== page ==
Monk of Heilsbronn
Unknown author of some small mystical treatises, written about the beginning of the fourteenth century
Heilsbronn, MONK OF.—This name indicates the unknown author of some small mystical treatises, written about the beginning of the fourteenth century at the Cistercian Abbey of Heilsbronn (between Ansbach and Nuremberg; not to be confounded with Heilbronn on the Neckar). The Monk cites St. Bonaventure and Albert the Great (d. 1280) and draws largely on the works of Conrad of Brundelsheim (Soccus), Abbot of Heilsbronn in 1303 (d. 1321), whose preaching was so efficacious in the diffusion of the spiritual doctrines of St. Bernard. The date of the composition of the treatises is determined by these borrowings and quotations; they are written in Middle German with some traces of the Bavarian dialect. The first, in verse, is “The Book of the Seven Degrees” (Das Buch der siben Grade), which comprises 2218 lines, and has only been preserved in one manuscript—that of Heidelberg, transcribed in 1390 by a priest, Ulric Currifex of Eschenbach. In it the author, taking as his starting point the vision of Ezechiel (xl, 22), describes the seven degrees which make the pure soul mount up to the realms of heaven: prayer, penitence, charity, the habitual thought of God, with the devotion, which purifies and which ravishes, union and conformity with God, contemplation of God. Has the author utilized a treatise of the same nature attributed to David of Augsburg? This question is still under discussion; in any case, however, his originality is undeniable.
The other work is in prose with a prologue and an epilogue in verse, and it is in this prologue that the author calls himself the “Monk of Heilsbronn” (einem Muniche von Hailsprunne) and asks the prayers of the reader. The title of the treatise is the “Liber de corpore et sanguine domini” (or “Das Puch on den VI namen des Fronleichnams”, or also the “Goldene Zunge”). In it the author sets himself to give us a collection of the flowers gathered by the Fathers from the broad meadows of Scripture with the purpose of teaching us how to receive and how to conduct our-selves towards the Sacred Flesh of the Savior. He then passes in review six different names given to the Blessed Sacrament: Eucharist, Gift, Food, Communion, Sacrifice, Sacrament; he gives the reasons for these names and suggests considerations on the Divine love, union with God, etc. (cf. supra), especially when speaking of the second and the sixth names. He cites St. Bernard, “his father”, very frequently, while much less frequently Augustine and Gregory are quoted. We find the same work also in Latin translations. A third work “On Love” (Das Puch von der Minne), if it ever existed, has not been recovered. Two other treatises which are found in the manuscript of Heidelberg have been attributed to the same author; they are “The Daughter of Sion” (Tochter Syon), a short poem of 596 lines, in the Alamannian dialect, rich in matter and full of emotion; it treats of the mystical union of the soul with God, a theme frequently dealt with in the poetry of the thirteenth and fourteenth centuries. The second work (von Sante Alexis) gives us in 456 lines the well-known legend of St. Alexis. However, peculiarities of language, rhyme, and verse, coupled with an original fashion of conceiving things (e.g. the idea of soul and spirit), forbid us to consider the “Monk of Heilsbronn” as the author of these two poems. In his writings, the Monk of Heilsbronn shows a very great humility, an attractive simplicity which draws us towards him, and a really practical good sense; his poetry is full of imagery and rich in comparisons which render the Latin of the Bible very happily. His mystical conceptions, which by no means betray the influence of Eckhart, show a close relation to St. Bernard and to Hugo of St. Victor.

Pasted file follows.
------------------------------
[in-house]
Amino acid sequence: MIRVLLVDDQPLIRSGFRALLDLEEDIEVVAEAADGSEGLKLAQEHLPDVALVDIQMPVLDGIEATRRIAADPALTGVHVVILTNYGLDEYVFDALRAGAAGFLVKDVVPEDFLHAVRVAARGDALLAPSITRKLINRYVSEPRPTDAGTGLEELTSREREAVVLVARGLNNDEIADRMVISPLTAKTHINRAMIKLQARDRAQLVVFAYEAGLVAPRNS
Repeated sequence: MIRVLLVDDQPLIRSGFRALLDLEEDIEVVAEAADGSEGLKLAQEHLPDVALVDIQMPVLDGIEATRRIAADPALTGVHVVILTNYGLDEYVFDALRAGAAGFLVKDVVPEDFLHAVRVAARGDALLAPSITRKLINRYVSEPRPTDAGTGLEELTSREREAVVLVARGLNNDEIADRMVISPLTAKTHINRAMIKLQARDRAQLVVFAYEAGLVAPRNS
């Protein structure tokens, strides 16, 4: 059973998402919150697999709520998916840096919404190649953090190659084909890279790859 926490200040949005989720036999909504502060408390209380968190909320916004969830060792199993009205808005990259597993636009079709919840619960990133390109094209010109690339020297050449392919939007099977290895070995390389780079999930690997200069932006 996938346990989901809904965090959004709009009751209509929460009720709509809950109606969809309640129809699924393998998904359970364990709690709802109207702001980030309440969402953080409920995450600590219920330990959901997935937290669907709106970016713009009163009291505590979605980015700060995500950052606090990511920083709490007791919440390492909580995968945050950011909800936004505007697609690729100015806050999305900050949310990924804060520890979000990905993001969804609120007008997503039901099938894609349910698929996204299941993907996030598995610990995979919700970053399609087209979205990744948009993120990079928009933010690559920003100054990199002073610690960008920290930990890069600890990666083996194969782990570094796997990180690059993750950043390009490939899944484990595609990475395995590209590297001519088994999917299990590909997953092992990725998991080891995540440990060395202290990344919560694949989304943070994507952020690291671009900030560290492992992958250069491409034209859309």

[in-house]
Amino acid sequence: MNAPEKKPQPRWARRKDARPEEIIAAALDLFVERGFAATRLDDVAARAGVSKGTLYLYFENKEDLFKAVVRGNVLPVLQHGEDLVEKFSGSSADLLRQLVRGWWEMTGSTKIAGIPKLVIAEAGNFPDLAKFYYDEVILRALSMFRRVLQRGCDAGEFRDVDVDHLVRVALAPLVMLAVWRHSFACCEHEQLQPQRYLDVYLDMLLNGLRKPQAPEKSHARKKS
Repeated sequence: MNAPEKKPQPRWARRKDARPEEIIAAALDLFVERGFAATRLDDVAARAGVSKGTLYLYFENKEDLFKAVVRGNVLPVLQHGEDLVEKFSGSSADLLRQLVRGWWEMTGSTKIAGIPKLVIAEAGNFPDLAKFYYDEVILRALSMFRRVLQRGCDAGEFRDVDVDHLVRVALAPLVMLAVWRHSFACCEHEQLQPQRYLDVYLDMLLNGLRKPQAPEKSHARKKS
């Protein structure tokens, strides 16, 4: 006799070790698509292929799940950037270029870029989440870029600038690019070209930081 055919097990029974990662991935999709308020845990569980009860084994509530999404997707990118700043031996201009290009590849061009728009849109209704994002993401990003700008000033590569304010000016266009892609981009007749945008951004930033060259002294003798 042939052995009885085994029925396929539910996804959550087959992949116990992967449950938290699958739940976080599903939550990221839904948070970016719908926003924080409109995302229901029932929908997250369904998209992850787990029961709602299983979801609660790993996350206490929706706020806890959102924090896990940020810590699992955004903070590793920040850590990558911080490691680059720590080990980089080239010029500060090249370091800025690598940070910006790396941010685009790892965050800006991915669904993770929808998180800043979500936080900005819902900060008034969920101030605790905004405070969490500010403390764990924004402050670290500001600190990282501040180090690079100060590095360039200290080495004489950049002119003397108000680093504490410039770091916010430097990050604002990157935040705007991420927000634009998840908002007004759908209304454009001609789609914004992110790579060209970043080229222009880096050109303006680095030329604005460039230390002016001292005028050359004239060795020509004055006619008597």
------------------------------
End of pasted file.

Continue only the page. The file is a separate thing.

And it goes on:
J. DE GHELLINCK